Managers are unwilling to accept a compensation plan based on relative performance. This is because in the case of fixed price options, when the stock market performs well, they reap high rewards for stock price performance unrelated to their own efforts. Managers are reluctant to forego the potentially huge rewards conferred by the bull market, especially when they estimate that a downturn is less likely to occur in the stock market.
Besides, it should be noted that indexed options are not suitable in all cases. Some reasons are illustrated below and the corresponding alternatives are also suggested.
Compensation systems have the following functions: to compensate managers for completed work, to reduce principal-agent costs by more closely aligning managers interests with those of shareholders, and to retain the manager. Compensation that accomplishes one of these functions successfully may not carry out the other functions of a compensation system as effectively. Stock options, for instance, serve to align incentives. However, a firm where incentive alignment is not that important, would not be keen to use stock or stock options to compensate its managers. It would rather use cash compensation Cash avoids the deadweight costs that accompany any equity-based compensation plan.
Indexed options do not work as expected in practice. Instead, their payoff tends to be highly sensitive to market price movements. As the market increases, the value of the variable-exercise-price option increases too. For example, Lisa Meulbroek of Harvard Business School shows that the estimated value of an option indexed to the S&P 500 rises by 15% if that stock index rises by 15%. Clearly, indexing does not even achieve its aim; separating the general market movements from the movements in the value of the option.
An alternative design that rewards managers only for performance and not for that is due to overall gains in the market or industry can be considered. Instead of using the firm’s stock as an underlying asset, an alternative design employs a performance benchmarked portfolio. Under this proposed structure, the value of the portfolio changes to reflect the firm’s performance, net of market and industry effects, while the exercise price remains fixed. (Meulbroek, 2001).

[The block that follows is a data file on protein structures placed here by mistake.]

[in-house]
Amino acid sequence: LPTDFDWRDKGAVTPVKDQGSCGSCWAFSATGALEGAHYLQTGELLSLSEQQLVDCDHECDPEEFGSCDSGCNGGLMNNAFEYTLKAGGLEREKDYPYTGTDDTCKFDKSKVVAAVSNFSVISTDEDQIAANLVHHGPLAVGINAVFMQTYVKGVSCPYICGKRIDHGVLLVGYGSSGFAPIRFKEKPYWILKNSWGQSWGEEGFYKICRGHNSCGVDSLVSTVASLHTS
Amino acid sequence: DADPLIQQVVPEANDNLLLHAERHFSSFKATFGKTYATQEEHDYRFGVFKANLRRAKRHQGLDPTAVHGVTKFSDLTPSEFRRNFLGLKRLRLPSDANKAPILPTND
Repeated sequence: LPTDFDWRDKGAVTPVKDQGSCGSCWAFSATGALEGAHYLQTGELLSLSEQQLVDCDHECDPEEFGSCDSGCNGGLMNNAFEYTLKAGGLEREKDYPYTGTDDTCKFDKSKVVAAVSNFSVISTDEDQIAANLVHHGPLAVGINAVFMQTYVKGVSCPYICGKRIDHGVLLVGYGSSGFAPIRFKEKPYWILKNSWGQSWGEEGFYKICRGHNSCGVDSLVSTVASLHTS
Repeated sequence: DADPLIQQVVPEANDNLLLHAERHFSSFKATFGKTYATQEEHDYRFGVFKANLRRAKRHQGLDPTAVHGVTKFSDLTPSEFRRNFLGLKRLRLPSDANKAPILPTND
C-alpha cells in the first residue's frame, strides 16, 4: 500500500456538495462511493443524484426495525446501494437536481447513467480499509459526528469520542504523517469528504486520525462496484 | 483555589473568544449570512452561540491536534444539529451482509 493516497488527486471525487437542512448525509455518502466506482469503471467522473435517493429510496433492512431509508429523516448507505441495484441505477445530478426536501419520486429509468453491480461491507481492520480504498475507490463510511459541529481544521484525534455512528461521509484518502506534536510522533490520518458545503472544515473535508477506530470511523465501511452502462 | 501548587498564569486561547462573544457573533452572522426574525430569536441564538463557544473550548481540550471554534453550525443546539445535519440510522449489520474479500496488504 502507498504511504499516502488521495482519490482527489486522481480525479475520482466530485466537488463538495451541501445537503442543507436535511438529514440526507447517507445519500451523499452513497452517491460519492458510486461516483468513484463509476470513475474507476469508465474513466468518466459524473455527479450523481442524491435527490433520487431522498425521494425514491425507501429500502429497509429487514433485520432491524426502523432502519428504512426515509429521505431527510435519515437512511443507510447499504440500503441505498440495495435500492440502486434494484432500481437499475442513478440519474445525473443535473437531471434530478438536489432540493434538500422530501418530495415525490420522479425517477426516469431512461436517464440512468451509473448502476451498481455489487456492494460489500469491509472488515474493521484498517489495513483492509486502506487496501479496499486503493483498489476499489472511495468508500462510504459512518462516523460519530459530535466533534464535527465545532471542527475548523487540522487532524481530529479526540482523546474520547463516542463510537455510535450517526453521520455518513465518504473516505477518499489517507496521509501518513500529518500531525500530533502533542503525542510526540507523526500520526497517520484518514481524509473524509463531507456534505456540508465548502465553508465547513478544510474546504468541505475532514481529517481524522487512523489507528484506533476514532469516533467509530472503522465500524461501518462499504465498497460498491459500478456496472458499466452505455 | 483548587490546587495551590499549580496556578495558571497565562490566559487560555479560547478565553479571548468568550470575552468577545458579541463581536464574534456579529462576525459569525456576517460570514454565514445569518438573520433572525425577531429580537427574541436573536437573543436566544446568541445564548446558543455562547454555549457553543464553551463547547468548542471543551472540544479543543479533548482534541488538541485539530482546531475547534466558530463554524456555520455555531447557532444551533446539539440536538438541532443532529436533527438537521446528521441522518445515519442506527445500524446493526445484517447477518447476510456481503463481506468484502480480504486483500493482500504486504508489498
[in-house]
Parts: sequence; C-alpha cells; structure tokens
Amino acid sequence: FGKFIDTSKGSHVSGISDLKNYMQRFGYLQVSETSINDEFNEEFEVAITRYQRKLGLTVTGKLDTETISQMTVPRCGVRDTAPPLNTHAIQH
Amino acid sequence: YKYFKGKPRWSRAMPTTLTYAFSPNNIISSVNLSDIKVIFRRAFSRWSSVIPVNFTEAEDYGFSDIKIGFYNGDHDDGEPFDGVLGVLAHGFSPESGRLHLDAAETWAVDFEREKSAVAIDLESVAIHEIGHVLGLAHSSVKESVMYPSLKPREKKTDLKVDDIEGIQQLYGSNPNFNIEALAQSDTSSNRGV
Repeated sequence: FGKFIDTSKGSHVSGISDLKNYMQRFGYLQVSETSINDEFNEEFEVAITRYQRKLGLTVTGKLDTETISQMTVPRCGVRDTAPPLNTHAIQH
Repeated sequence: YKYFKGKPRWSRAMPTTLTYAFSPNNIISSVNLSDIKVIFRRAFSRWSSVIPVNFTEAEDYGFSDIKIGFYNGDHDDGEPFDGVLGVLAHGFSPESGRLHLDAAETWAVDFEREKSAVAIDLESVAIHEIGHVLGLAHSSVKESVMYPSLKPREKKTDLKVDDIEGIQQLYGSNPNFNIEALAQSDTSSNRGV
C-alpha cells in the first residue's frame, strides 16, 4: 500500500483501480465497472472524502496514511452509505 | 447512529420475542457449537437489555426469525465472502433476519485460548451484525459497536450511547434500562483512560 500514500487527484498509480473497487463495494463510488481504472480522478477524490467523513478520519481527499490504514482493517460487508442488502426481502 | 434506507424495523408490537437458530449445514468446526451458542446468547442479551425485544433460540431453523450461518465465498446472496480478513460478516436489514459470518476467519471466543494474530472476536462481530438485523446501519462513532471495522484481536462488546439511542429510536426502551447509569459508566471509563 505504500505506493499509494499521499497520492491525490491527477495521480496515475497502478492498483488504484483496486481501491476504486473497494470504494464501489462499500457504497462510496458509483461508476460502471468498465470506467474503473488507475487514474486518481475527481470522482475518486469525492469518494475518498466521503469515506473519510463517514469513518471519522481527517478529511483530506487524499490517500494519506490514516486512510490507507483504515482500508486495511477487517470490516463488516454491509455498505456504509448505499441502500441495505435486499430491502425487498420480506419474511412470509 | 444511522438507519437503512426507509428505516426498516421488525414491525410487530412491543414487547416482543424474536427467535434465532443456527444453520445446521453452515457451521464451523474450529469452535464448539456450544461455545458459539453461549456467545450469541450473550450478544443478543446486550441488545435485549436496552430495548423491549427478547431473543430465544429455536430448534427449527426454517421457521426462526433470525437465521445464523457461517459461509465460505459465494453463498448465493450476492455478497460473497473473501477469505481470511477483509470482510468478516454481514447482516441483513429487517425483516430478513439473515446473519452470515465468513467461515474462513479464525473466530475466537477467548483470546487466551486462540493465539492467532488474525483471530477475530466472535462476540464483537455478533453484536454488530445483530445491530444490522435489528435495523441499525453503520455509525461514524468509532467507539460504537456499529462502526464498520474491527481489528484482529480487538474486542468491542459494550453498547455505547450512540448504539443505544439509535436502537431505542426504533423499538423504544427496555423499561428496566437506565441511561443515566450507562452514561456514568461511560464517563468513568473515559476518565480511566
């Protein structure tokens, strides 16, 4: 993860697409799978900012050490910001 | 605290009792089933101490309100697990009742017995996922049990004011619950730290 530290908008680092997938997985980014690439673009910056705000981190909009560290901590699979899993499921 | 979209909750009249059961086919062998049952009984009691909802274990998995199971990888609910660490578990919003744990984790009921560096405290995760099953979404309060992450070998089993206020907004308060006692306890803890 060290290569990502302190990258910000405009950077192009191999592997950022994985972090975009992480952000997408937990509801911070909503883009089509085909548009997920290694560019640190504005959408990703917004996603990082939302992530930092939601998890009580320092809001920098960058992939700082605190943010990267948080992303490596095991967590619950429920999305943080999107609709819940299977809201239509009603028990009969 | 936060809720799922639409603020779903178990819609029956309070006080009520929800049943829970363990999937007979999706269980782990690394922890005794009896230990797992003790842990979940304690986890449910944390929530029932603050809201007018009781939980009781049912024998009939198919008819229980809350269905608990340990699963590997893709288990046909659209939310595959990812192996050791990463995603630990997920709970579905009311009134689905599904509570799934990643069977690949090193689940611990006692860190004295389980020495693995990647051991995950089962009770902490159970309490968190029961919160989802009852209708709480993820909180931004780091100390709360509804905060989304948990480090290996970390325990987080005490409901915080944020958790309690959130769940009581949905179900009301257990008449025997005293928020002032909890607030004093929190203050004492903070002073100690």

A brief empirical review will determine whether relative performance is compensated in practice. We also explore if indexed options are indeed better than fixed price options.
According to Gibbons and Murphy (1990), chief executive officers are compensated upon relative performance. It was found that there is a positive and significant relationship between the remunerations of CEOs and the firm performance, but an inverse and significant one with the industry and market performance.
On the contrary, Bertrand and Mullainathan (1999) report that CEOs are remunerated for market-wide and industry movements that they perceive as luck. However firms that are better managed reward their CEOs less for such market movements compared to other firms. Sloan (1993)’s also found that CEO compensation depends on earnings so as to help separate market movements from the reward.
With regard to the effectiveness of indexed options, in their works titled “Indexing Executive Compensation Contracts” in 2013, Ingolf Dittmann, Ernst Maug and Oliver G. Spalt gave empirical evidence that indexed options provide incentives at a higher cost than conventional options.
In light of the above, it is observed that stock options with fixed exercise prices do not properly link managers’ performance to compensation since they relate to absolute and not relative performance reward. Indexed options have higher incentive advantages over the fixed price option since it takes into account the skills of the executives. It is also highlighted that indexed options result in a lower compensation costs than equivalent fixed price options. Nevertheless, the drawbacks and suitability of indexed options should not be ignored either. As a result, a firm is well advised to properly weigh the costs and benefits of indexed options before applying them.